You can identify backyard snakes, and other snakes, by visual, behavioral and environmental indicators. A good regional field guide, such as the National Audubon Society Field Guide to Reptiles and Amphibians of North America, lists snakes in the area and emphasizes distinguishing marks.
Snakes exhibit a wide array of physical features. Body type and size are good indicators. Check to see whether your specimen is slim or stout, long or short. Note colorings and markings as well. Patterns found in the snake world include rings, blotches, diamonds, stripes and speckles. These markings are usually a distinct color from the rest of the snake. Some snakes also have a different color on their underbellies than on top.
The shape of a snake's head is another aid, though less reliable. Check to see if it is oval shaped or triangular, while also noting that some species have more or less pliable heads.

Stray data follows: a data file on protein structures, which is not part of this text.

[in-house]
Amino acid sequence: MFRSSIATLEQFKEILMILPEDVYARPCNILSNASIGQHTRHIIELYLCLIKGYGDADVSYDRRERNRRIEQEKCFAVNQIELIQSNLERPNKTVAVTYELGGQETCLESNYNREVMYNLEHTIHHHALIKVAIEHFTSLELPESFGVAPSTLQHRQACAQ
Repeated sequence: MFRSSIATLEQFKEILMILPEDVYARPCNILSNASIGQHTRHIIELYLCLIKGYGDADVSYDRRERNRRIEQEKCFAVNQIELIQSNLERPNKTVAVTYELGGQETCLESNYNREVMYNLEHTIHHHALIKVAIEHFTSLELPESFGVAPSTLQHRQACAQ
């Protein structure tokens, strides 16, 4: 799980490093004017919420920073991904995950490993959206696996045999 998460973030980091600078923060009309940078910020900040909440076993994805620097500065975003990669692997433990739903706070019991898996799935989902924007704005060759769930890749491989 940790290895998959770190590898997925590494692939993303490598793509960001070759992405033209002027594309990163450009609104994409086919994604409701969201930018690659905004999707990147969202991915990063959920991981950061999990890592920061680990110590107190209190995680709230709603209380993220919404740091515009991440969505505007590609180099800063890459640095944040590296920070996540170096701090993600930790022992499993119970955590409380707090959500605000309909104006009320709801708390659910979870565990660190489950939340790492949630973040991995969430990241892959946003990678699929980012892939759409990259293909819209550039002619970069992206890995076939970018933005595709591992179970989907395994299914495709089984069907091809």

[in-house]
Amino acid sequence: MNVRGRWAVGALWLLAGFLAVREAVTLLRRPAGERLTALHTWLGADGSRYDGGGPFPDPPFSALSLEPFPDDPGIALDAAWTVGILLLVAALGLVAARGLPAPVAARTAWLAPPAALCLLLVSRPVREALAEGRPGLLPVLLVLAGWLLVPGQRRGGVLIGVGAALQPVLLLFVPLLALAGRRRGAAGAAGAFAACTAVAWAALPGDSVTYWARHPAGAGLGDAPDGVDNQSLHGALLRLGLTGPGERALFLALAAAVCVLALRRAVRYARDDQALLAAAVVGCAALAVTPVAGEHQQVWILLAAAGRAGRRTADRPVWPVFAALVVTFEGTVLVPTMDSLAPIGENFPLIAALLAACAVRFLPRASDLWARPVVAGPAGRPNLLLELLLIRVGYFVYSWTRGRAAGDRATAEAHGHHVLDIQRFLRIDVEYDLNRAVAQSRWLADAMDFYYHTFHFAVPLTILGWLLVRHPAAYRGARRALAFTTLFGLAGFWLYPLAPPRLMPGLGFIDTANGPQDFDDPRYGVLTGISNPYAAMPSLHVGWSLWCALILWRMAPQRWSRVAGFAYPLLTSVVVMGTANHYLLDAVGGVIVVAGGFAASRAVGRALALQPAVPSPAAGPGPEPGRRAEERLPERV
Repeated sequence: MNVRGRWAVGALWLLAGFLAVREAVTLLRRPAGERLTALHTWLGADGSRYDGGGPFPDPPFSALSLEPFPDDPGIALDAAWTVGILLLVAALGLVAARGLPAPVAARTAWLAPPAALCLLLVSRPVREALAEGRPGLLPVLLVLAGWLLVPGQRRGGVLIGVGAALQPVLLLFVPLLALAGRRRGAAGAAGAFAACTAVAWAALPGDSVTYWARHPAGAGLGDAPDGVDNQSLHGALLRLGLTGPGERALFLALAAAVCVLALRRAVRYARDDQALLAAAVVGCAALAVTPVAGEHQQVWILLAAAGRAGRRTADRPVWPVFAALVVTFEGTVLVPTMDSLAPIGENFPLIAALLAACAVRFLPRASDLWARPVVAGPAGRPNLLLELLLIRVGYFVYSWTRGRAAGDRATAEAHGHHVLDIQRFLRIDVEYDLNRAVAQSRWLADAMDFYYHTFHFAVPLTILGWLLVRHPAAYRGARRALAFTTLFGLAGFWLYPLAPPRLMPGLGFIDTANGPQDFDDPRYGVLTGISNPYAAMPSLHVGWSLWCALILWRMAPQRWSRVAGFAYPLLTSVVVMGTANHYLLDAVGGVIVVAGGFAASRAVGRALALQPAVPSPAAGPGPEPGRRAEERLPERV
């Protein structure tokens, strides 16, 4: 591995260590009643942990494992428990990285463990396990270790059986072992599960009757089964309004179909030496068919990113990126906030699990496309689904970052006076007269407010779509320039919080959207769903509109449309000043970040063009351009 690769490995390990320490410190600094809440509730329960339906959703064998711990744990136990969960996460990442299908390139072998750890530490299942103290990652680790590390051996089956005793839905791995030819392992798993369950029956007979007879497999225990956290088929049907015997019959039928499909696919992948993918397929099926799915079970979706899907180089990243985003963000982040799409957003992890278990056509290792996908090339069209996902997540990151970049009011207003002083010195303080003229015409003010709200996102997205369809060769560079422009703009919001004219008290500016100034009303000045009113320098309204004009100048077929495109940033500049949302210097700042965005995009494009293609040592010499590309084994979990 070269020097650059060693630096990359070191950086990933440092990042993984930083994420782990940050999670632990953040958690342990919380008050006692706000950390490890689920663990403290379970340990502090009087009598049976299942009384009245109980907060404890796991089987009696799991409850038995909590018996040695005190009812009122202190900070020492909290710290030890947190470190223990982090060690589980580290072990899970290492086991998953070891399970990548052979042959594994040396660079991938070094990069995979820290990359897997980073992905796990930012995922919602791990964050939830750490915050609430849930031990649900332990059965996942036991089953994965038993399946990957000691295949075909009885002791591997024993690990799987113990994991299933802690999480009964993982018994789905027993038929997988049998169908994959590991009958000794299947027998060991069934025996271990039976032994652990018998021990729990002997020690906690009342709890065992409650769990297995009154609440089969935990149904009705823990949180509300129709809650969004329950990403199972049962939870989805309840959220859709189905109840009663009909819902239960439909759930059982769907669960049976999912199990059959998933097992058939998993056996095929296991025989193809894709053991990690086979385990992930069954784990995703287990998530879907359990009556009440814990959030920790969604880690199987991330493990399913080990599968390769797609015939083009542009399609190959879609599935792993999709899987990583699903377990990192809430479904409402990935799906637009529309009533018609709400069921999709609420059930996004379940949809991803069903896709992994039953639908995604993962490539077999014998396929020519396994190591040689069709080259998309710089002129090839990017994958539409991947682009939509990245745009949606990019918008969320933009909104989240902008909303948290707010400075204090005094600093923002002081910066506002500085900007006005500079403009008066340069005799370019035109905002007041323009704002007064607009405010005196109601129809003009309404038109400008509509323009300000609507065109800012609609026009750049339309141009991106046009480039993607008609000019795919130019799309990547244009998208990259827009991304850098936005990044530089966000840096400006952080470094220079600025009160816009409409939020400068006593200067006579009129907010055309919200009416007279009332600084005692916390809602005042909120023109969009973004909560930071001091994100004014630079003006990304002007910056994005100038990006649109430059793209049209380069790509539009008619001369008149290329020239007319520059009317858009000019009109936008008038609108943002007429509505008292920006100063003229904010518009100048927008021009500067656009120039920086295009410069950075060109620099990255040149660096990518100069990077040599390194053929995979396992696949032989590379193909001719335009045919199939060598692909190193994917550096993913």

Behavioral indicators that aid in identification include tail vibrations, tail rattling, and, if observable, the type of prey and the manner of killing the snake utilizes.
As snakes inhabit different environments, noting which snakes live in backyard-type habitats (whether grass covered, wooded or by a body of water) can go a long way toward narrowing the list of possibilities. Range is another factor. An updated field guide to snakes contains range maps or descriptions alongside each entry.